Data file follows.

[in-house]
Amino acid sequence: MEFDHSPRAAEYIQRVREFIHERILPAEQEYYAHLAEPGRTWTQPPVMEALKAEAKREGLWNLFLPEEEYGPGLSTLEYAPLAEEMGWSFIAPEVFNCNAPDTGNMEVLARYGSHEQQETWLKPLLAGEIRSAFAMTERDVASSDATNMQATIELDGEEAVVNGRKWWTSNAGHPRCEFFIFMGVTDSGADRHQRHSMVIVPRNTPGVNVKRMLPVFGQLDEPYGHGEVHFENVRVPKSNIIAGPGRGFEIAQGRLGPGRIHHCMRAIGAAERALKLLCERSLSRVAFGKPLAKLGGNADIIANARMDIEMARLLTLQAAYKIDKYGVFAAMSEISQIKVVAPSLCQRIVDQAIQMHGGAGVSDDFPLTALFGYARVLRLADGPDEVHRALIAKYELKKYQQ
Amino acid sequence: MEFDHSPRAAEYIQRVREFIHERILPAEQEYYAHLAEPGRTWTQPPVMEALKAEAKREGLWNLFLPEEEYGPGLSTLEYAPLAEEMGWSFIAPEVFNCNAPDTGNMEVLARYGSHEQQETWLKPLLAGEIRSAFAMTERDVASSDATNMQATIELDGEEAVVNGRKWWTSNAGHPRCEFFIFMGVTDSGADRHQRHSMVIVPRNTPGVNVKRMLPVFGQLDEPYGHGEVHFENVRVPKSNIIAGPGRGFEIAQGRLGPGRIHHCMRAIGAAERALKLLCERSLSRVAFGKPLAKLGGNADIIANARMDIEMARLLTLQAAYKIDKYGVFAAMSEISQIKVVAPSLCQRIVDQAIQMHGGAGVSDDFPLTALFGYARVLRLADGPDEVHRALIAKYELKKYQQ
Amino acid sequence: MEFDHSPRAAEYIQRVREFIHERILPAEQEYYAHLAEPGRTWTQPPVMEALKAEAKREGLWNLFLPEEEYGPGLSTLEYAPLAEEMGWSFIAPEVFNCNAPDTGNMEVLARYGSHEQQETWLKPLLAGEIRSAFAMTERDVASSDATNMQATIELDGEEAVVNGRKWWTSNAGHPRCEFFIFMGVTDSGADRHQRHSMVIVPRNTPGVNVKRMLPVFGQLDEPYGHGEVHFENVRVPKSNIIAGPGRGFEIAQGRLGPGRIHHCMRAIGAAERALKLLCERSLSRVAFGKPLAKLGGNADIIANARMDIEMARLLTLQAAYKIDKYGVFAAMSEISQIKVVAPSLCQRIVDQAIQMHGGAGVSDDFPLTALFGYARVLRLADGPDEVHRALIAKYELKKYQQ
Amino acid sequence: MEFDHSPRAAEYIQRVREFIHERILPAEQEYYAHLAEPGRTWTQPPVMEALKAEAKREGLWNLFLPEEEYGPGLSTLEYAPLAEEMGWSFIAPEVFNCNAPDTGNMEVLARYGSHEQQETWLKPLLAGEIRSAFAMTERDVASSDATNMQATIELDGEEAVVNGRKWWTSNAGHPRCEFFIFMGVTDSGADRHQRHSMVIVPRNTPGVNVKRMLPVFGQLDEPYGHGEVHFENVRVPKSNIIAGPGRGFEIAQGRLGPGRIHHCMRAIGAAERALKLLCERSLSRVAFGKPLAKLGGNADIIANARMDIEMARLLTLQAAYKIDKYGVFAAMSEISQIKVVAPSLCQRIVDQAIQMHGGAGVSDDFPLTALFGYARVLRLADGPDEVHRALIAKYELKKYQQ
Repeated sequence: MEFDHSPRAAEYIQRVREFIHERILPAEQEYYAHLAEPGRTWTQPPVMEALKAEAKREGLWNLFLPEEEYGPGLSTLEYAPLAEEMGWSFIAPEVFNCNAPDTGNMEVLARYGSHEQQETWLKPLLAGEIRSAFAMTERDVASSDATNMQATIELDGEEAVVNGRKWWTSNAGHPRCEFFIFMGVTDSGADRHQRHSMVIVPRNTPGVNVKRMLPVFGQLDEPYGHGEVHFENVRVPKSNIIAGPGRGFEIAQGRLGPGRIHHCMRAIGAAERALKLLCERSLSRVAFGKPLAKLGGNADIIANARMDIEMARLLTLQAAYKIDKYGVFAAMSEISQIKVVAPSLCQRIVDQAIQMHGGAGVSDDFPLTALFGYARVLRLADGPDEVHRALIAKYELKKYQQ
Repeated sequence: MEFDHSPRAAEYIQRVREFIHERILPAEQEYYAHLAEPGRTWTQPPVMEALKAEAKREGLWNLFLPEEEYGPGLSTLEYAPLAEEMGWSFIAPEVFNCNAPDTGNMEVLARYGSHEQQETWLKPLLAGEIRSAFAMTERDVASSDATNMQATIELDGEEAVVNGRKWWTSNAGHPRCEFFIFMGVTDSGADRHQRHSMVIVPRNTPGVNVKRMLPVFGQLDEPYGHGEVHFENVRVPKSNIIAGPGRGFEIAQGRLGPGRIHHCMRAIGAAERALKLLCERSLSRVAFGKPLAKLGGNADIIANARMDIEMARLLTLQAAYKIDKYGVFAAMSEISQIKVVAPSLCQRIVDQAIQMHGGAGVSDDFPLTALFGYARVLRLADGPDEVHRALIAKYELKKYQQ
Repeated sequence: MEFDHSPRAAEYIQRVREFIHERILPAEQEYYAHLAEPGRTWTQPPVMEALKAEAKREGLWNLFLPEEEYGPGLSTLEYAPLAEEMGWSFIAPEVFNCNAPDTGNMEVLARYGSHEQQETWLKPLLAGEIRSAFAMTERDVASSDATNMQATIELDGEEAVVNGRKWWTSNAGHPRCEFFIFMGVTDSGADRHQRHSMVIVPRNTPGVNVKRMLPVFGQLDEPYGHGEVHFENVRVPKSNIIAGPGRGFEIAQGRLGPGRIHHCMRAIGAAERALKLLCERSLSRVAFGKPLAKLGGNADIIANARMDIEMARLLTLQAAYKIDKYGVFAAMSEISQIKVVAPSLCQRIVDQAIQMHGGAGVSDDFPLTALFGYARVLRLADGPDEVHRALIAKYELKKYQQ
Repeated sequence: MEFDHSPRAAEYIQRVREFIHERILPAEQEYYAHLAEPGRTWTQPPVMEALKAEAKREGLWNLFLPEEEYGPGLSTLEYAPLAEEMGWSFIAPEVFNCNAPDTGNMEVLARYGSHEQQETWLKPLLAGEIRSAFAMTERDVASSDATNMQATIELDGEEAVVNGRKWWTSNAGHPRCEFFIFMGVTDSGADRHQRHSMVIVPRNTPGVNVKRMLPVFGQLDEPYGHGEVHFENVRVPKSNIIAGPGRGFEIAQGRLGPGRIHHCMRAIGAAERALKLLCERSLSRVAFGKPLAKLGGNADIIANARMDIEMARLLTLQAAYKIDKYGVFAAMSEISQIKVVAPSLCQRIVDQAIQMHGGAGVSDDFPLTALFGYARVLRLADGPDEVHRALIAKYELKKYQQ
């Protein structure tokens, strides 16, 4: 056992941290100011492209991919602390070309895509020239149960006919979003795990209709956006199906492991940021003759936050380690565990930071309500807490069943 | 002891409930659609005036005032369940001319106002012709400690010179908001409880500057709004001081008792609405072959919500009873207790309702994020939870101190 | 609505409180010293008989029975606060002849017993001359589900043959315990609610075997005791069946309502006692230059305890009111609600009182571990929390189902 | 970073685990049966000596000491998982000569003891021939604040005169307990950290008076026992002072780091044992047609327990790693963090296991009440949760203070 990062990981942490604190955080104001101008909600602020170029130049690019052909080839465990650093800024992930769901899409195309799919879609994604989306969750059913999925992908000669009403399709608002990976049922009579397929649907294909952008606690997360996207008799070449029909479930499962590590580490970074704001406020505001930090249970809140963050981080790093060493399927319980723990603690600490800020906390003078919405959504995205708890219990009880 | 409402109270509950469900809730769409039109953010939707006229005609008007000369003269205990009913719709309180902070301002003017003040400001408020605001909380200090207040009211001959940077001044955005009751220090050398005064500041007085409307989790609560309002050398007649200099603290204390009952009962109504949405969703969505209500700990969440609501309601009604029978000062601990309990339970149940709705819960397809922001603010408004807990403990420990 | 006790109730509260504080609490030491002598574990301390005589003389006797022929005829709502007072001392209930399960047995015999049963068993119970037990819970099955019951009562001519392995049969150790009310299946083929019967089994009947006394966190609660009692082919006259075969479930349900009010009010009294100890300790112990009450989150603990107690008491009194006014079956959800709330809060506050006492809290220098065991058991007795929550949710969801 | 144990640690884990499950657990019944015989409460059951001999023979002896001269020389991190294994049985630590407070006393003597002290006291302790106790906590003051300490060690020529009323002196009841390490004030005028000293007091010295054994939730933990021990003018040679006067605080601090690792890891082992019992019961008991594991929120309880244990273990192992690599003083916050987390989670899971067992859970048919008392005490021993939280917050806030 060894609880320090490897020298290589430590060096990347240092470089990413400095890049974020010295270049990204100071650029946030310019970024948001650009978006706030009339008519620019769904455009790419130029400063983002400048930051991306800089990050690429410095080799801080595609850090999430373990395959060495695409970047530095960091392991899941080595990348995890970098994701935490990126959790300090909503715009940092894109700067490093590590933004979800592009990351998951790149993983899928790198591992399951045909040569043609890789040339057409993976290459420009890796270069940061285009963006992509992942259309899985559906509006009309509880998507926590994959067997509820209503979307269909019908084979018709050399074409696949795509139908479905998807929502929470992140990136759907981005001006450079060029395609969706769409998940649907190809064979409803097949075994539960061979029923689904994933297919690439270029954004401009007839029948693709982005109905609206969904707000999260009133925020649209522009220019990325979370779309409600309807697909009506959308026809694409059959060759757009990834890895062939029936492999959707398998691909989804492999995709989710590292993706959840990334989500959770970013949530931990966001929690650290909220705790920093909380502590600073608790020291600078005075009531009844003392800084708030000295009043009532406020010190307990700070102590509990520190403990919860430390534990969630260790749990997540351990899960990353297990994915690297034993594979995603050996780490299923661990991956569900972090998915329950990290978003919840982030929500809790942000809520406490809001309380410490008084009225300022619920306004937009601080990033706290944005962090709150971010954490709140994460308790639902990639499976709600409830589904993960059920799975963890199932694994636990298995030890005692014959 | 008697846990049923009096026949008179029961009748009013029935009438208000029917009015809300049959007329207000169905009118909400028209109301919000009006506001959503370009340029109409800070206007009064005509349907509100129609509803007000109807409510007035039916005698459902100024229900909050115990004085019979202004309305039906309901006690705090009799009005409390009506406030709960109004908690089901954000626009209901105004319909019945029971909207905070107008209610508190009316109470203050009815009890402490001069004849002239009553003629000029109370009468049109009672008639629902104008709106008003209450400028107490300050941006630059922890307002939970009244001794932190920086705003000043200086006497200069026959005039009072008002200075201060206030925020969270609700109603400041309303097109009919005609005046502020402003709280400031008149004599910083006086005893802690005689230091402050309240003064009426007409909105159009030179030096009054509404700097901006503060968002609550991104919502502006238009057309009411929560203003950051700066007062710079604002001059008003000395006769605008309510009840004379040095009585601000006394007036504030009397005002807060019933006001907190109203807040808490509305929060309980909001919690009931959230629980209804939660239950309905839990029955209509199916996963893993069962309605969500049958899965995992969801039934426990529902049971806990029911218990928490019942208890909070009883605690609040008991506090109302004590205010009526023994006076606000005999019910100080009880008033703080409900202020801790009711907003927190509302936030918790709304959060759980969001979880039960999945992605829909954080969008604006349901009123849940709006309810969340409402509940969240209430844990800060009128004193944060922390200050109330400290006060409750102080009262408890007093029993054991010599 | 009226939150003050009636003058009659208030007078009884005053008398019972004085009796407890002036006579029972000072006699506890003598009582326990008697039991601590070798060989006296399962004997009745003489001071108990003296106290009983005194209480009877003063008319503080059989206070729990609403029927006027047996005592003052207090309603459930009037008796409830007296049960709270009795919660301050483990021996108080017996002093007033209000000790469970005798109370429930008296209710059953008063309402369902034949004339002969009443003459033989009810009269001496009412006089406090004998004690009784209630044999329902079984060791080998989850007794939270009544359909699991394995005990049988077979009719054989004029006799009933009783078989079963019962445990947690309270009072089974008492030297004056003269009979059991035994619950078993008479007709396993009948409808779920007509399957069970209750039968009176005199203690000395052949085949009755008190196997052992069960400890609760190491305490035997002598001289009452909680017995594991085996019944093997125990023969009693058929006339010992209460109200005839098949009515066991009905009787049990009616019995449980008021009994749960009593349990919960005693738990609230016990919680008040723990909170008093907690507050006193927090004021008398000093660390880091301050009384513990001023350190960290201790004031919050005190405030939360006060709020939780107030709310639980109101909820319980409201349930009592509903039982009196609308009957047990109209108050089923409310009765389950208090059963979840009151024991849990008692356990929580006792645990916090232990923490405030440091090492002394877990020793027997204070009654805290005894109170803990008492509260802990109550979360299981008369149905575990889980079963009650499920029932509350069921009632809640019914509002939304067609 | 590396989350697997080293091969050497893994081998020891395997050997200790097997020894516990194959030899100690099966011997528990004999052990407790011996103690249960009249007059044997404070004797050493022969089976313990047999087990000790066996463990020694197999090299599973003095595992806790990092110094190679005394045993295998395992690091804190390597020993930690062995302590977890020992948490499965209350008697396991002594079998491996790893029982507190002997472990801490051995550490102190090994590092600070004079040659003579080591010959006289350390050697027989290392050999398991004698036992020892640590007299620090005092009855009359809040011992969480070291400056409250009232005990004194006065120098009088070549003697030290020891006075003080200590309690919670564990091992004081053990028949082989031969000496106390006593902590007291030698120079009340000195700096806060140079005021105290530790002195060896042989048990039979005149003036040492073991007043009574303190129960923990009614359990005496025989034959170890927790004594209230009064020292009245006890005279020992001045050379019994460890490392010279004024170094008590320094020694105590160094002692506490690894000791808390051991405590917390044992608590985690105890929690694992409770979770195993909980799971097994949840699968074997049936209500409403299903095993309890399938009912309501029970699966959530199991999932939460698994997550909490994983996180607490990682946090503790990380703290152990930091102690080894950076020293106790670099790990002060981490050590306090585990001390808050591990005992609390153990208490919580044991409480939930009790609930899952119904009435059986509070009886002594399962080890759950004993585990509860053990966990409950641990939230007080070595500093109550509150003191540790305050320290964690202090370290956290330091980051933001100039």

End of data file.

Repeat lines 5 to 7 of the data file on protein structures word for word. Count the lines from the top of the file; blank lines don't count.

Amino acid sequence: MEFDHSPRAAEYIQRVREFIHERILPAEQEYYAHLAEPGRTWTQPPVMEALKAEAKREGLWNLFLPEEEYGPGLSTLEYAPLAEEMGWSFIAPEVFNCNAPDTGNMEVLARYGSHEQQETWLKPLLAGEIRSAFAMTERDVASSDATNMQATIELDGEEAVVNGRKWWTSNAGHPRCEFFIFMGVTDSGADRHQRHSMVIVPRNTPGVNVKRMLPVFGQLDEPYGHGEVHFENVRVPKSNIIAGPGRGFEIAQGRLGPGRIHHCMRAIGAAERALKLLCERSLSRVAFGKPLAKLGGNADIIANARMDIEMARLLTLQAAYKIDKYGVFAAMSEISQIKVVAPSLCQRIVDQAIQMHGGAGVSDDFPLTALFGYARVLRLADGPDEVHRALIAKYELKKYQQ
Repeated sequence: MEFDHSPRAAEYIQRVREFIHERILPAEQEYYAHLAEPGRTWTQPPVMEALKAEAKREGLWNLFLPEEEYGPGLSTLEYAPLAEEMGWSFIAPEVFNCNAPDTGNMEVLARYGSHEQQETWLKPLLAGEIRSAFAMTERDVASSDATNMQATIELDGEEAVVNGRKWWTSNAGHPRCEFFIFMGVTDSGADRHQRHSMVIVPRNTPGVNVKRMLPVFGQLDEPYGHGEVHFENVRVPKSNIIAGPGRGFEIAQGRLGPGRIHHCMRAIGAAERALKLLCERSLSRVAFGKPLAKLGGNADIIANARMDIEMARLLTLQAAYKIDKYGVFAAMSEISQIKVVAPSLCQRIVDQAIQMHGGAGVSDDFPLTALFGYARVLRLADGPDEVHRALIAKYELKKYQQ
Repeated sequence: MEFDHSPRAAEYIQRVREFIHERILPAEQEYYAHLAEPGRTWTQPPVMEALKAEAKREGLWNLFLPEEEYGPGLSTLEYAPLAEEMGWSFIAPEVFNCNAPDTGNMEVLARYGSHEQQETWLKPLLAGEIRSAFAMTERDVASSDATNMQATIELDGEEAVVNGRKWWTSNAGHPRCEFFIFMGVTDSGADRHQRHSMVIVPRNTPGVNVKRMLPVFGQLDEPYGHGEVHFENVRVPKSNIIAGPGRGFEIAQGRLGPGRIHHCMRAIGAAERALKLLCERSLSRVAFGKPLAKLGGNADIIANARMDIEMARLLTLQAAYKIDKYGVFAAMSEISQIKVVAPSLCQRIVDQAIQMHGGAGVSDDFPLTALFGYARVLRLADGPDEVHRALIAKYELKKYQQ